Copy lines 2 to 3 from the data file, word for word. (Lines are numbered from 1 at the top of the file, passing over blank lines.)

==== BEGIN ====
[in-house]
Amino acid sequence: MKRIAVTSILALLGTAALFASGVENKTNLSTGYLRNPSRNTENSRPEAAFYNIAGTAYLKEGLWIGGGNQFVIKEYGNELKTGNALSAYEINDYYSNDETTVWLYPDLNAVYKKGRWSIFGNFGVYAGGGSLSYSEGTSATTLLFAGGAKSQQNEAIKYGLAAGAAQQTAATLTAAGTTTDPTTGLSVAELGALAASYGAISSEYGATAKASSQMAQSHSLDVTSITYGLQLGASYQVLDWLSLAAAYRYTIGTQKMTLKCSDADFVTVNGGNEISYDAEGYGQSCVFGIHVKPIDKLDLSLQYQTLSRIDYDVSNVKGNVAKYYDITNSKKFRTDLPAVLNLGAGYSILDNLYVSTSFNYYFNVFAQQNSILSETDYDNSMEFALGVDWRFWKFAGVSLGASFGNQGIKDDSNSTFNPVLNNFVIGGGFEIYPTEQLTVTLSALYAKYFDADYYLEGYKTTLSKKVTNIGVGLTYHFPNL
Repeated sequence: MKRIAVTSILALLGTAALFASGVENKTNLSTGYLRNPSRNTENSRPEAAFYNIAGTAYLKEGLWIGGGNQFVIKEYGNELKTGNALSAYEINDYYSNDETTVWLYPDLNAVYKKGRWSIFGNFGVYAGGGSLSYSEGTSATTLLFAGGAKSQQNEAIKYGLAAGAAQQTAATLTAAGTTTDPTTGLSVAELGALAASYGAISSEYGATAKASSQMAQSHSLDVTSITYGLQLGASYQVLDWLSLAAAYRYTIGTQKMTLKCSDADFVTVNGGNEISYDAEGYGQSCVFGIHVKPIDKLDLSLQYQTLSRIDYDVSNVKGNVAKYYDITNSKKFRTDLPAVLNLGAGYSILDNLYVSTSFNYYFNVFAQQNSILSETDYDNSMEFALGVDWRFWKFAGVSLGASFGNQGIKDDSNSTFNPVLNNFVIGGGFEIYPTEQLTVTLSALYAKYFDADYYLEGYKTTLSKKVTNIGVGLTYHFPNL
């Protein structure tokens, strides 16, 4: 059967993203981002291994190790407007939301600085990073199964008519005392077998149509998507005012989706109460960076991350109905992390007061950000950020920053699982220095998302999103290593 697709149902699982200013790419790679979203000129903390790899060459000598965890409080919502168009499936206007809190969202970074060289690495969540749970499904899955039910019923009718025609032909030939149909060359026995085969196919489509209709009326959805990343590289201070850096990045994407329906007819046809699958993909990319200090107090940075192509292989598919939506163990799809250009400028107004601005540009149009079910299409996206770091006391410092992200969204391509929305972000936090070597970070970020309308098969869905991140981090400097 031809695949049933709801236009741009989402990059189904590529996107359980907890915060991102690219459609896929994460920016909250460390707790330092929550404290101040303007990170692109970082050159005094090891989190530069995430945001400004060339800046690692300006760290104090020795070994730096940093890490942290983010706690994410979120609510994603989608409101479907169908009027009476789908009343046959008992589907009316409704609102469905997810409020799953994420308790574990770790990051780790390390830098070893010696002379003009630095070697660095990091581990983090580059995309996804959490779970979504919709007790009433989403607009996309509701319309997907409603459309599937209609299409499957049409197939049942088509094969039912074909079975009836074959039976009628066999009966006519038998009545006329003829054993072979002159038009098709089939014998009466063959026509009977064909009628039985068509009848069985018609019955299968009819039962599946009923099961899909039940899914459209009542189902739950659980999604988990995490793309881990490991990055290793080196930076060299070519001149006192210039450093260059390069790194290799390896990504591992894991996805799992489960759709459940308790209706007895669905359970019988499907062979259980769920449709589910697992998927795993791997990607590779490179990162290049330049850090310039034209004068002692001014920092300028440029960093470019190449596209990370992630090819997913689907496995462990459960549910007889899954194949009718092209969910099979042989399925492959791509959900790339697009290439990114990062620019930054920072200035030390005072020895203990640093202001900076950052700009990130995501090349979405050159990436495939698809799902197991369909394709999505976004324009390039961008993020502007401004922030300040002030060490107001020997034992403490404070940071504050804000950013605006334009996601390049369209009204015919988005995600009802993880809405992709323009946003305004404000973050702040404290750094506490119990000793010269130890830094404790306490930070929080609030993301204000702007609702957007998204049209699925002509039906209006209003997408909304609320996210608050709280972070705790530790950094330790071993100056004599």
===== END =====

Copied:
Amino acid sequence: MKRIAVTSILALLGTAALFASGVENKTNLSTGYLRNPSRNTENSRPEAAFYNIAGTAYLKEGLWIGGGNQFVIKEYGNELKTGNALSAYEINDYYSNDETTVWLYPDLNAVYKKGRWSIFGNFGVYAGGGSLSYSEGTSATTLLFAGGAKSQQNEAIKYGLAAGAAQQTAATLTAAGTTTDPTTGLSVAELGALAASYGAISSEYGATAKASSQMAQSHSLDVTSITYGLQLGASYQVLDWLSLAAAYRYTIGTQKMTLKCSDADFVTVNGGNEISYDAEGYGQSCVFGIHVKPIDKLDLSLQYQTLSRIDYDVSNVKGNVAKYYDITNSKKFRTDLPAVLNLGAGYSILDNLYVSTSFNYYFNVFAQQNSILSETDYDNSMEFALGVDWRFWKFAGVSLGASFGNQGIKDDSNSTFNPVLNNFVIGGGFEIYPTEQLTVTLSALYAKYFDADYYLEGYKTTLSKKVTNIGVGLTYHFPNL
Repeated sequence: MKRIAVTSILALLGTAALFASGVENKTNLSTGYLRNPSRNTENSRPEAAFYNIAGTAYLKEGLWIGGGNQFVIKEYGNELKTGNALSAYEINDYYSNDETTVWLYPDLNAVYKKGRWSIFGNFGVYAGGGSLSYSEGTSATTLLFAGGAKSQQNEAIKYGLAAGAAQQTAATLTAAGTTTDPTTGLSVAELGALAASYGAISSEYGATAKASSQMAQSHSLDVTSITYGLQLGASYQVLDWLSLAAAYRYTIGTQKMTLKCSDADFVTVNGGNEISYDAEGYGQSCVFGIHVKPIDKLDLSLQYQTLSRIDYDVSNVKGNVAKYYDITNSKKFRTDLPAVLNLGAGYSILDNLYVSTSFNYYFNVFAQQNSILSETDYDNSMEFALGVDWRFWKFAGVSLGASFGNQGIKDDSNSTFNPVLNNFVIGGGFEIYPTEQLTVTLSALYAKYFDADYYLEGYKTTLSKKVTNIGVGLTYHFPNL